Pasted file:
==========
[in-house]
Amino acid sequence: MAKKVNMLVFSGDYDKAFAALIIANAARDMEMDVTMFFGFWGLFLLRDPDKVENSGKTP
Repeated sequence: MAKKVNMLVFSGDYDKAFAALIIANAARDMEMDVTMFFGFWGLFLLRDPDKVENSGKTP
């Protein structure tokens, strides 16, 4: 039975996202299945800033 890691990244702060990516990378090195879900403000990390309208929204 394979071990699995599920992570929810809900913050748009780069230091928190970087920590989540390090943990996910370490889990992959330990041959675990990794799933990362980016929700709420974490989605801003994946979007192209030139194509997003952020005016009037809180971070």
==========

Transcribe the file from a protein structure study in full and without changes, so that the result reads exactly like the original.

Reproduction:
[in-house]
Amino acid sequence: MAKKVNMLVFSGDYDKAFAALIIANAARDMEMDVTMFFGFWGLFLLRDPDKVENSGKTP
Repeated sequence: MAKKVNMLVFSGDYDKAFAALIIANAARDMEMDVTMFFGFWGLFLLRDPDKVENSGKTP
């Protein structure tokens, strides 16, 4: 039975996202299945800033 890691990244702060990516990378090195879900403000990390309208929204 394979071990699995599920992570929810809900913050748009780069230091928190970087920590989540390090943990996910370490889990992959330990041959675990990794799933990362980016929700709420974490989605801003994946979007192209030139194509997003952020005016009037809180971070």